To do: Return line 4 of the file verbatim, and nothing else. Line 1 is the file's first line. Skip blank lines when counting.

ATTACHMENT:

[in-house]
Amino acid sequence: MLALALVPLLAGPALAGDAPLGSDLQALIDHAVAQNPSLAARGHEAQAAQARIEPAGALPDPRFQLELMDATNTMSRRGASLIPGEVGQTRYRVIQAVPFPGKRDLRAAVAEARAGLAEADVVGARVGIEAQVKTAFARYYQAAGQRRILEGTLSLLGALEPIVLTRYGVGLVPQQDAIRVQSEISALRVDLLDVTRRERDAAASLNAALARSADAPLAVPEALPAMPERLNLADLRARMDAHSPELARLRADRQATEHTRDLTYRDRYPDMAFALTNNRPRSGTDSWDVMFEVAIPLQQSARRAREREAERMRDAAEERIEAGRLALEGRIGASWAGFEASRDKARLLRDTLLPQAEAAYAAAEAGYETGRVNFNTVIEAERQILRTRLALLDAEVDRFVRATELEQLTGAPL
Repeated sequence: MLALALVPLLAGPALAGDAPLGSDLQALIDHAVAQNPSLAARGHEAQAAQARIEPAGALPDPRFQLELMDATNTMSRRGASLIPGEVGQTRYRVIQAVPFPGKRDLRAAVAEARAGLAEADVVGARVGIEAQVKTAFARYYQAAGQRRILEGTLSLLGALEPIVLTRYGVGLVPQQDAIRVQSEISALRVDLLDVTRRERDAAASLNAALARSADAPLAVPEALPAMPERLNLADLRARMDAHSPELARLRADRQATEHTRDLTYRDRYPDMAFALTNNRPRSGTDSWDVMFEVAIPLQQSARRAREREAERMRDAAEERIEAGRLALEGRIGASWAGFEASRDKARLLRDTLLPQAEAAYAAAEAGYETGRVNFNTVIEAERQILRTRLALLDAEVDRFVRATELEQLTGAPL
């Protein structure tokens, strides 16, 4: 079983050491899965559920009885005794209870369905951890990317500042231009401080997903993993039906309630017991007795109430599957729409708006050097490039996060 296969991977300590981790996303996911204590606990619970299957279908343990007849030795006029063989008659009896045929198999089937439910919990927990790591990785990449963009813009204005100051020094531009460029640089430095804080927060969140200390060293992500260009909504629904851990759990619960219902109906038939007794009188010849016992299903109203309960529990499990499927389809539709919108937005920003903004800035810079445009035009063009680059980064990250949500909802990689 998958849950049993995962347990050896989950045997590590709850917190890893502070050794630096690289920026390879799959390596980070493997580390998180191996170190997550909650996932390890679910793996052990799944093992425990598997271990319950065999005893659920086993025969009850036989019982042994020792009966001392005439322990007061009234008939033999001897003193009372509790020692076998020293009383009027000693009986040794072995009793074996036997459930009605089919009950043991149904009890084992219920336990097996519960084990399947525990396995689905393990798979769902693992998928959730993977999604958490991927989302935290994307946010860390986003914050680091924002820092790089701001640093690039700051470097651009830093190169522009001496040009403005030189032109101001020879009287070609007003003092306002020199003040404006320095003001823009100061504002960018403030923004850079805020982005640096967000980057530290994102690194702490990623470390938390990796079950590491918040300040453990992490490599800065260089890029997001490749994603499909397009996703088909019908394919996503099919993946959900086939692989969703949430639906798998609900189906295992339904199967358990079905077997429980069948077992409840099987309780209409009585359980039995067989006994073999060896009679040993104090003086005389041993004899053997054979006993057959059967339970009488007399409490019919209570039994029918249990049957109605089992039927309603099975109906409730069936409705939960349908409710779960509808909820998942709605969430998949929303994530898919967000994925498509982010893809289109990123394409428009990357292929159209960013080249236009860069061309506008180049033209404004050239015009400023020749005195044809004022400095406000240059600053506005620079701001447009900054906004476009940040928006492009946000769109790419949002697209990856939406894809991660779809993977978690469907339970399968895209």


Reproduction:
């Protein structure tokens, strides 16, 4: 079983050491899965559920009885005794209870369905951890990317500042231009401080997903993993039906309630017991007795109430599957729409708006050097490039996060 296969991977300590981790996303996911204590606990619970299957279908343990007849030795006029063989008659009896045929198999089937439910919990927990790591990785990449963009813009204005100051020094531009460029640089430095804080927060969140200390060293992500260009909504629904851990759990619960219902109906038939007794009188010849016992299903109203309960529990499990499927389809539709919108937005920003903004800035810079445009035009063009680059980064990250949500909802990689 998958849950049993995962347990050896989950045997590590709850917190890893502070050794630096690289920026390879799959390596980070493997580390998180191996170190997550909650996932390890679910793996052990799944093992425990598997271990319950065999005893659920086993025969009850036989019982042994020792009966001392005439322990007061009234008939033999001897003193009372509790020692076998020293009383009027000693009986040794072995009793074996036997459930009605089919009950043991149904009890084992219920336990097996519960084990399947525990396995689905393990798979769902693992998928959730993977999604958490991927989302935290994307946010860390986003914050680091924002820092790089701001640093690039700051470097651009830093190169522009001496040009403005030189032109101001020879009287070609007003003092306002020199003040404006320095003001823009100061504002960018403030923004850079805020982005640096967000980057530290994102690194702490990623470390938390990796079950590491918040300040453990992490490599800065260089890029997001490749994603499909397009996703088909019908394919996503099919993946959900086939692989969703949430639906798998609900189906295992339904199967358990079905077997429980069948077992409840099987309780209409009585359980039995067989006994073999060896009679040993104090003086005389041993004899053997054979006993057959059967339970009488007399409490019919209570039994029918249990049957109605089992039927309603099975109906409730069936409705939960349908409710779960509808909820998942709605969430998949929303994530898919967000994925498509982010893809289109990123394409428009990357292929159209960013080249236009860069061309506008180049033209404004050239015009400023020749005195044809004022400095406000240059600053506005620079701001447009900054906004476009940040928006492009946000769109790419949002697209990856939406894809991660779809993977978690469907339970399968895209």